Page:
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Let’s talk about periods.

Periods are no fun but with today’s innovations and mindfulness of body positivity, there have been more products geared towards helping women or those who menstruate deal with the cycles a lot easier.

One product, you guessed it, is the menstrual cup.

Although patented in the late 18th century, it wasn’t until recently that the menstrual cup became a popular period product.

But wait, what is a menstrual cup and what exactly does it do?

The menstrual cup is a small cup made of silicone or rubber that is inserted into the vagina to catch and collect the flow of a period. It can be worn for up to 12 hours and be easily rinsed after use.

Some people love it, some hate it.

What’s to consider before buying?

the positives:

Sustainability

According to Stanford magazine, on average a woman typically goes through 12 billion pads and seven billion tampons in the United States alone, which accumulates to 300 pounds each year of discarded waste.

The great thing about the cup is its re-usability, making it durable for at least a decade, with proper care, which is much more cost effective.

Safety

Although rare, tampons are more likely to cause toxic shock syndrome.

Toxic shock syndrome is a sudden and potentially fatal condition caused by the release of toxins from an overgrowth of bacteria called staphylococcus aureus, or staph, found in women’s bodies. Tampons, especially super or super plus ones, that are left in the vagina for a long time may encourage the bacteria to grow and lead to toxic shock syndrome.

With the cup, it only collects the blood rather than absorbing it, like a tampon does, meaning it is less likely to form bacteria.

Cost

There’s no denying that a menstrual cup comes at a hefty price, typically ranging from $20 to $40 with no return policy. But on average, throughout a lifetime, women will spend nearly two thousand dollars on period products including pads and tampons alone. With the menstrual cup, there’s no worry about spending $7 a month on a box of tampons or pads.

the negatives:

Insertion and removal

Depending on who you ask, for some it’s easy, but in my case, this was the most challenging part. When it comes to insertion, most boxes provide instructions on how to do so.

First, always clean and disinfect not only your hands, but the cup itself: the best way is to boil it in a whisk. After cleaning, it’s time to fold the menstrual cup for insertion. There are two ways to go about this: the c-fold where the top rim of the menstrual cup is folded in half, creating a u shape or the push down fold where you push one side of the rim down into the cup, creating a narrow point. Neither are comfortable personally.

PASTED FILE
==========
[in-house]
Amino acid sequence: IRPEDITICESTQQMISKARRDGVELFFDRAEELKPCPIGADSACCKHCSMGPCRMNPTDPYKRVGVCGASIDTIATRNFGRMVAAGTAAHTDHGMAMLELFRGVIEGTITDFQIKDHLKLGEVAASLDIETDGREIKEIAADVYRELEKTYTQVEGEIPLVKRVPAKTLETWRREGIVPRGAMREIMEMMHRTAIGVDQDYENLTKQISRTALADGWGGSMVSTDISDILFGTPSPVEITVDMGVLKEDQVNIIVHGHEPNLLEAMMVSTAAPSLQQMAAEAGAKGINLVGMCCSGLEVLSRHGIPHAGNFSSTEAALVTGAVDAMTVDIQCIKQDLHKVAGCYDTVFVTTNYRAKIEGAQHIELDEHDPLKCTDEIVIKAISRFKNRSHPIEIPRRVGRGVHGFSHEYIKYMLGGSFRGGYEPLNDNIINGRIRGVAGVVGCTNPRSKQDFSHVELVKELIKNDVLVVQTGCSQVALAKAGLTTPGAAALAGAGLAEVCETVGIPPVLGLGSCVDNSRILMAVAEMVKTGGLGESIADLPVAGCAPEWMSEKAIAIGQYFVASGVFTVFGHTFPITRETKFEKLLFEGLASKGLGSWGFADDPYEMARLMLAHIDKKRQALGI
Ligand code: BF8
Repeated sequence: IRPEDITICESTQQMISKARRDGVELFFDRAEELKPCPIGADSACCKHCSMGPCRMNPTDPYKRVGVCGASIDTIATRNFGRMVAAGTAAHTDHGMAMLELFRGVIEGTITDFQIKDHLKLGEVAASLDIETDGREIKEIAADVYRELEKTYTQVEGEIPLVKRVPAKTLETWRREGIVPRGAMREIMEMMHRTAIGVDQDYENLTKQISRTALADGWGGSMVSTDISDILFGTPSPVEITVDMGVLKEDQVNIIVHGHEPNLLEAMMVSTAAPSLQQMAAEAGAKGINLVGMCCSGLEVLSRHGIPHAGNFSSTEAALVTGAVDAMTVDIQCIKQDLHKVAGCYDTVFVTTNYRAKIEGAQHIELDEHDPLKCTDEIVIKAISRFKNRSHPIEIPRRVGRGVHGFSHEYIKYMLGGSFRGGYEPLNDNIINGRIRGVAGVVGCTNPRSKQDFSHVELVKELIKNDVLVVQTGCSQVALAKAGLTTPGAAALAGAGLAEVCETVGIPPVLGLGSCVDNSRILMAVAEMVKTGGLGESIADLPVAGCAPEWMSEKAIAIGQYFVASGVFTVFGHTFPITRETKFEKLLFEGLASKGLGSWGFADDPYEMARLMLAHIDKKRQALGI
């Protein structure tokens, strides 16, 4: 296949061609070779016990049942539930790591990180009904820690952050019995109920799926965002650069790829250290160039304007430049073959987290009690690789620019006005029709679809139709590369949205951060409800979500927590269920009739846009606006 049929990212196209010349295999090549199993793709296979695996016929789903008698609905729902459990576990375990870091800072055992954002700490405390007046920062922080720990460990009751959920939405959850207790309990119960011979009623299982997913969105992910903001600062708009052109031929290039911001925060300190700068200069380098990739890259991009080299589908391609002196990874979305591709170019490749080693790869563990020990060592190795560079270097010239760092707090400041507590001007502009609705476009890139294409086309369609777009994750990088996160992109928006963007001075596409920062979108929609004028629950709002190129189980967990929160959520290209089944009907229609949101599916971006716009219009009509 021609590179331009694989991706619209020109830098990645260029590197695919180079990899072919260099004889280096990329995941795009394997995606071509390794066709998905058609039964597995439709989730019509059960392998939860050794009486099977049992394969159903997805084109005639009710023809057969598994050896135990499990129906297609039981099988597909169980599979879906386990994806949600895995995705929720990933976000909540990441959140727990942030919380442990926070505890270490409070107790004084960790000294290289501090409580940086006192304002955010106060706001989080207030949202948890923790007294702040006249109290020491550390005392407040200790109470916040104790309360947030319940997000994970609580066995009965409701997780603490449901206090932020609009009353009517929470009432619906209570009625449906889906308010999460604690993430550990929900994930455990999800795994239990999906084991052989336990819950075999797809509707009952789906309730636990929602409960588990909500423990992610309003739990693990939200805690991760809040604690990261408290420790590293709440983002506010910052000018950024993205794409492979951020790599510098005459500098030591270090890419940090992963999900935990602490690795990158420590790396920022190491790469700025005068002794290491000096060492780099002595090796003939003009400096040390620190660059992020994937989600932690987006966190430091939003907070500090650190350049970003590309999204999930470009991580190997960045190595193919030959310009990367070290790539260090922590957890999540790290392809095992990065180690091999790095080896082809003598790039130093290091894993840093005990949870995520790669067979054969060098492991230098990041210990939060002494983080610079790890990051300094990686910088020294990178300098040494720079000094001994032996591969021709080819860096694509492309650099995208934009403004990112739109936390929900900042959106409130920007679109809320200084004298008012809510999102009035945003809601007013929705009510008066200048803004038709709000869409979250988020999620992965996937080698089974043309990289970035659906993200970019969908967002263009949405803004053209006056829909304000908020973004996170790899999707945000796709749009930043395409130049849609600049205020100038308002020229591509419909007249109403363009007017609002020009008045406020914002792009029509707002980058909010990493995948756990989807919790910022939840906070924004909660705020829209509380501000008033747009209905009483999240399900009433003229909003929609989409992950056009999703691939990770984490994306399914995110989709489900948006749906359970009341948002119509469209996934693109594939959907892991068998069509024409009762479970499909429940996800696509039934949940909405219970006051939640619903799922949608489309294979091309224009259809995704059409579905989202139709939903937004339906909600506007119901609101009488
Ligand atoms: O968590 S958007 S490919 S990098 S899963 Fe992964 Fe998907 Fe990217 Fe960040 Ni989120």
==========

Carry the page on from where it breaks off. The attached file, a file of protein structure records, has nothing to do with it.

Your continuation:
Now it’s time to insert.

Like you would a tampon, get in a comfortable position insert slowly toward the direction of your tailbone. when inside, the cup should open inside the vagina, and the base and stem should be able to glide in. Now you could set and forget it, but most brands recommend rotating the cup by the base to ensure it is sealed and secure.

Now to get it out,

After washing your hands and getting in a comfortable position, gently pull the stem until you feel the base of the menstrual cup, then pinch the base of the cup to break the suction seal to pull the whole cup out. After, empty out, clean and re-insert when ready.

Sounds easy right? Wrong.

It can be extremely difficult, especially with the suction force. When removing, it must be in one full motion with a decent amount of arm strength. If it is not removed in one motion, it will slowly glide back up in its original position.

The blood

You’re always going to see your menstrual cycle, there’s no getting out of that one, but seeing it in a cup is a whole other story. It depends on the person, but it is a thing to consider before buying because you will have to face it. The only upside is that there’s no odors.

Finding the right fit

For obvious reasons, once you use the menstrual cup, there’s no returning it. Believe it or not, the cup is not one size fits all.

Mia Minnucci

Suffolk '23

Mia Minnucci is a junior at Suffolk University majoring in print/web journalism and has been a member of Her Campus Suffolk since her freshman year. Currently Mia is living on campus in Downtown Boston, where she loves to explore the city, go thrift shopping and going out to eat with friends.
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